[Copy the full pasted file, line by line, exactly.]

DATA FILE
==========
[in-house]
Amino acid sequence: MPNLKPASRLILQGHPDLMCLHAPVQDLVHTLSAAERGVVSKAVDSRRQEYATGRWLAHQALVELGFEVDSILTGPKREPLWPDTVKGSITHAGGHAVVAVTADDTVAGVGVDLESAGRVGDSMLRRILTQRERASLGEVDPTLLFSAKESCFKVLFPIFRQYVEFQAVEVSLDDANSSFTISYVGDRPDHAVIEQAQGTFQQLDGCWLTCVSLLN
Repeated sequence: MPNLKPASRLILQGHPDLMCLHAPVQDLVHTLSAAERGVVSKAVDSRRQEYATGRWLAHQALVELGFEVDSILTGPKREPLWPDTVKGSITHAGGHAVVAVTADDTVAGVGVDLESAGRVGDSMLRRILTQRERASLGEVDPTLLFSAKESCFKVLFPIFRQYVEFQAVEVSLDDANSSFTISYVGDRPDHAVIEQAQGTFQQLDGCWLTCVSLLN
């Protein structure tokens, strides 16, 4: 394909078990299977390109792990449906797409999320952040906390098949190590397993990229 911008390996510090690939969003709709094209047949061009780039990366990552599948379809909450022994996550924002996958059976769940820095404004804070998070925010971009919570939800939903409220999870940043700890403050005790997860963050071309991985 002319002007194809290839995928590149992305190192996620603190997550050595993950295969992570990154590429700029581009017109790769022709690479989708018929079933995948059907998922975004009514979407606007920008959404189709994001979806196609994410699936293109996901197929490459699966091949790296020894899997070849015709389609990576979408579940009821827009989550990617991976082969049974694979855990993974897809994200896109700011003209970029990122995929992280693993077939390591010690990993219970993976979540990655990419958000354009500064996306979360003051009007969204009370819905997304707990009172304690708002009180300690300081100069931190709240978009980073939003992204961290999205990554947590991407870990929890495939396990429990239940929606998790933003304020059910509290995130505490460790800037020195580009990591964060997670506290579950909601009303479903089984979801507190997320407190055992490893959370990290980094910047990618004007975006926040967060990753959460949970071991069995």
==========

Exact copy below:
[in-house]
Amino acid sequence: MPNLKPASRLILQGHPDLMCLHAPVQDLVHTLSAAERGVVSKAVDSRRQEYATGRWLAHQALVELGFEVDSILTGPKREPLWPDTVKGSITHAGGHAVVAVTADDTVAGVGVDLESAGRVGDSMLRRILTQRERASLGEVDPTLLFSAKESCFKVLFPIFRQYVEFQAVEVSLDDANSSFTISYVGDRPDHAVIEQAQGTFQQLDGCWLTCVSLLN
Repeated sequence: MPNLKPASRLILQGHPDLMCLHAPVQDLVHTLSAAERGVVSKAVDSRRQEYATGRWLAHQALVELGFEVDSILTGPKREPLWPDTVKGSITHAGGHAVVAVTADDTVAGVGVDLESAGRVGDSMLRRILTQRERASLGEVDPTLLFSAKESCFKVLFPIFRQYVEFQAVEVSLDDANSSFTISYVGDRPDHAVIEQAQGTFQQLDGCWLTCVSLLN
């Protein structure tokens, strides 16, 4: 394909078990299977390109792990449906797409999320952040906390098949190590397993990229 911008390996510090690939969003709709094209047949061009780039990366990552599948379809909450022994996550924002996958059976769940820095404004804070998070925010971009919570939800939903409220999870940043700890403050005790997860963050071309991985 002319002007194809290839995928590149992305190192996620603190997550050595993950295969992570990154590429700029581009017109790769022709690479989708018929079933995948059907998922975004009514979407606007920008959404189709994001979806196609994410699936293109996901197929490459699966091949790296020894899997070849015709389609990576979408579940009821827009989550990617991976082969049974694979855990993974897809994200896109700011003209970029990122995929992280693993077939390591010690990993219970993976979540990655990419958000354009500064996306979360003051009007969204009370819905997304707990009172304690708002009180300690300081100069931190709240978009980073939003992204961290999205990554947590991407870990929890495939396990429990239940929606998790933003304020059910509290995130505490460790800037020195580009990591964060997670506290579950909601009303479903089984979801507190997320407190055992490893959370990290980094910047990618004007975006926040967060990753959460949970071991069995």